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Felony and Misdemeanor Differences

Posted on in Criminal Defense

Atascosa County criminal defense attorneyWhat is the difference between a misdemeanor and a felony?

So in Texas we have two broad categories of crime. We have felonies and we have misdemeanors. Generally speaking felonies are considered more serious than misdemeanors. Felonies come in a few different levels from state jail felony all the way up to capital, whereas misdemeanors go from a Class A to a Class C.

Which charge is worse? A misdemeanor or a felony?

Again broadly speaking, felonies are considered more serious than misdemeanors.

What are the different classes of misdemeanors and felonies?

So misdemeanors come in three different varieties: Class A, Class B, and a Class C. It's worth noting that Class C is usually a traffic violation. So something like speeding or running a stop sign that is punishable by fine only. A Class-A misdemeanor is punishable by a maximum up to a year in the county jail. Compare this with felonies. Felonies go from a state jail felony all the way up to a capital felony. Felonies can obviously land you in prison for the rest of your life if convicted.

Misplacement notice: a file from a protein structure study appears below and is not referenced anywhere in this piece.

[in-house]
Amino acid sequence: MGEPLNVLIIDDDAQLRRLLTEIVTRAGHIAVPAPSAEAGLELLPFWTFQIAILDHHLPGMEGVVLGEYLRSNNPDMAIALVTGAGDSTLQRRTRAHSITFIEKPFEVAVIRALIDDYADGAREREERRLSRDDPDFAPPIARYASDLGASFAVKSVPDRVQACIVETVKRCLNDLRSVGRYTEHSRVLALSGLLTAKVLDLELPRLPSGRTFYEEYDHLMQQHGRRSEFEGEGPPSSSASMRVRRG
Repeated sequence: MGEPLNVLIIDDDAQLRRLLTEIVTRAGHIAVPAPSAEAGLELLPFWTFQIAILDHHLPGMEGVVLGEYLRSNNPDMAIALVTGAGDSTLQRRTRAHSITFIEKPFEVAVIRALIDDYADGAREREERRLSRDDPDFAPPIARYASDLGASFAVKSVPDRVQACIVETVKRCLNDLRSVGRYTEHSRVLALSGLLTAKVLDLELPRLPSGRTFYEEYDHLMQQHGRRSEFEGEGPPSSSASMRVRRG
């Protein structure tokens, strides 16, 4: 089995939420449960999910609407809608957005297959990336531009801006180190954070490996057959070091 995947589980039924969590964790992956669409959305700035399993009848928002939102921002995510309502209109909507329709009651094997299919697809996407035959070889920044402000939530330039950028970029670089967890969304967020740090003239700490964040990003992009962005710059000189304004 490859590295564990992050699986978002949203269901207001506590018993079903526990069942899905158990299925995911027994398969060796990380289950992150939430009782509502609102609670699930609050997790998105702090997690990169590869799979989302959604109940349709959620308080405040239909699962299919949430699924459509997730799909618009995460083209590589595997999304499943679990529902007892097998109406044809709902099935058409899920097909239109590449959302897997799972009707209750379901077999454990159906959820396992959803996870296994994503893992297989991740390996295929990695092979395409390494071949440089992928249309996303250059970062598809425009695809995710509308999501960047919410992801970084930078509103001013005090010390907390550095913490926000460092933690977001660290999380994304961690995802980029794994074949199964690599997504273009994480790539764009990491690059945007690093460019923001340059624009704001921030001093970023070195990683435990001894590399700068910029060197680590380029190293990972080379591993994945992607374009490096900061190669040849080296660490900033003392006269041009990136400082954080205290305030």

What are some examples of misdemeanor and felony crimes?

So some common examples of misdemeanors in Texas are going to be things like shoplifting, possession of marijuana, DWI 1st offense. Compare that with felony situations, again these are crimes that are more serious in nature. Times where people were hurt physically or financially. We have things like bribery and fraud, arson and various kinds of assaults.

What if I have prior convictions?

So Texas law certainly allows for the enhancement of punishment ranges for certain repeat and habitual offenders. What this means is if you have been previously convicted of a crime, this can be used against you in any subsequent criminal proceedings to enhance your punishment range. So by way of example a DWI 1st -- traditionally a Class B misdemeanor -- is subject up to 180 days in jail. However, a DWI third offense can be treated as a third degree felony punishable up to 10 years in prison.

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